While half of the apartments will go to groups applying together, the other half is reserved for individuals who match up through social events organised by ÖSW, such as the one tonight.

"I’m excited to see how that will work," Pech says, displaying a remarkably experimental attitude for a businessman.

The planner’s vision

But ÖSW is no usual business: Founded by a Christian charity to re-build housing stock after WWII, the company limits the dividends that are paid out to its shareholders, so that most profits are ploughed back into new housing projects. City subsidies and a cooperative funding model, in which new tenants pay a one-time contribution into a communal pot, keep rents down. For the shared flats, however, residents will only pay a deposit of three times the monthly rent which is €328.

"A top cost-benefit-ratio for this location and the modern design," says Max, who has moved to Vienna from Vorarlberg to start university. Another attraction is that every resident has her own rental contract, unlike the classic Altbau flat shares that leave individuals at the mercy of one main tenant.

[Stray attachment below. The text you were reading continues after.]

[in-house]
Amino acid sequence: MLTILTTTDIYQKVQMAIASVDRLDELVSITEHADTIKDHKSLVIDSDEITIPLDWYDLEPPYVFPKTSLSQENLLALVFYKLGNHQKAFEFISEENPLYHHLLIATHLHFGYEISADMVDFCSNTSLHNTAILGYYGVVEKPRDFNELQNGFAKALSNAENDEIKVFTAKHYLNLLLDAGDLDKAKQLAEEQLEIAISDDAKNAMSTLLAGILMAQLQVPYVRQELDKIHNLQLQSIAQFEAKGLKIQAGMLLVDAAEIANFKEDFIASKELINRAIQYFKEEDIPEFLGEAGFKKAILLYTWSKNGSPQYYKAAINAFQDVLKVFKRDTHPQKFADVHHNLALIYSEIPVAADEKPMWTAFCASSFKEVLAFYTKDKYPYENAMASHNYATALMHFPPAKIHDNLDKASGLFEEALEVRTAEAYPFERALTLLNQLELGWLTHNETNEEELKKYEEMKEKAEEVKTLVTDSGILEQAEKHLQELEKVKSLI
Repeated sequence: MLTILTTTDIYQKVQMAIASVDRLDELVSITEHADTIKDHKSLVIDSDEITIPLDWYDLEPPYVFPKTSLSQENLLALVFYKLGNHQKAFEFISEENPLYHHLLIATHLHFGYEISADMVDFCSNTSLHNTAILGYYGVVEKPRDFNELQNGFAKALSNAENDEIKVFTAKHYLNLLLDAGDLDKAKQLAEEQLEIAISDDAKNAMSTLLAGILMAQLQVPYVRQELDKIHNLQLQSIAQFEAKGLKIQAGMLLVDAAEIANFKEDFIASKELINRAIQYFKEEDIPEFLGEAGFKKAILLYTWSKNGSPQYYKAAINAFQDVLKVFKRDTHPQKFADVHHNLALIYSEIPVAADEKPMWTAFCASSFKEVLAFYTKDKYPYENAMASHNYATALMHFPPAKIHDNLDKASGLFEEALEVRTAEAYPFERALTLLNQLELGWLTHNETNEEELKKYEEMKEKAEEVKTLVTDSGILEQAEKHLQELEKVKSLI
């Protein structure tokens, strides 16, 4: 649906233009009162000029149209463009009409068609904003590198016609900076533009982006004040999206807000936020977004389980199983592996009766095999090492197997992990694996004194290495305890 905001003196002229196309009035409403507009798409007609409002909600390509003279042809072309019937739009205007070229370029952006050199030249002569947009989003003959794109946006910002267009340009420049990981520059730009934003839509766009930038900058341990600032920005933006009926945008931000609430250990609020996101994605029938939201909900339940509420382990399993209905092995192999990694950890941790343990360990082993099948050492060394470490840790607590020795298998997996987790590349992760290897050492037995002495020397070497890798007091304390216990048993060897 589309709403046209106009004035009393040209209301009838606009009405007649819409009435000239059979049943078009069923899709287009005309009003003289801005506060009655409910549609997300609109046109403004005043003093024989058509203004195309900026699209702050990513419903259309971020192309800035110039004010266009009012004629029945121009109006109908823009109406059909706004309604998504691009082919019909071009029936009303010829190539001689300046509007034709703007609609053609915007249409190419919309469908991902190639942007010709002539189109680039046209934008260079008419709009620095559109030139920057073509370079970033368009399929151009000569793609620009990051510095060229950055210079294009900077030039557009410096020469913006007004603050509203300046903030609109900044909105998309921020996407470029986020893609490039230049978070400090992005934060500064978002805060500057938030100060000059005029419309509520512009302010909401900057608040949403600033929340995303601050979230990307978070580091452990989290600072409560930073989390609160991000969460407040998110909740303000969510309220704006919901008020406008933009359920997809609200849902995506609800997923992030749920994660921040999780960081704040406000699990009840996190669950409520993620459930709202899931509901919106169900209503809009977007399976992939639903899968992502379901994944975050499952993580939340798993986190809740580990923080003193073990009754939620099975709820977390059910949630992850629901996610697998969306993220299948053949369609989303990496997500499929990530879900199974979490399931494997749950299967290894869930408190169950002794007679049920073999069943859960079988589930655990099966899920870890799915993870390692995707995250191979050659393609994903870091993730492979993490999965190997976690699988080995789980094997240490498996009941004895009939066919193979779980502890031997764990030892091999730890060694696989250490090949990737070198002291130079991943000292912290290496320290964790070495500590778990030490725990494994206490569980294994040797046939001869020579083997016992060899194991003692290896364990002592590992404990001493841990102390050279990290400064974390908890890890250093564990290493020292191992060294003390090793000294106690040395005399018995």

Pech is convinced that shared apartments have a future in an ageing and increasingly diverse society: "As a public interest company, we try to anticipate social trends," he says. "Many elderly people don’t want to live alone or face the monotony of a geriatric home. I can imagine three elderly people taking a flat together, and renting the fourth room for a carer."

Looking out over a yawning hole where an underground garage is being built, and where a generous, green courtyard will soon be, Pech elaborates his vision: "Young residents can do the shopping for the elderly, while they, in turn, look after the children of working parents." This is nothing less than the holy grail of urban planning: social integration.

Despite forming a closed block, broken only by access corridors, the building design by Viennese architecture firm BEHF conveys openness: a large-meshed grid façade, offset against the balcony corridors on every floor, recalls open windows, while actual French windows open onto the balconies, connecting the apartments to the outside. The gym and in-house crêperie are intended to forge links to the neighbourhood, made up of similarly attractive, modern housing estates.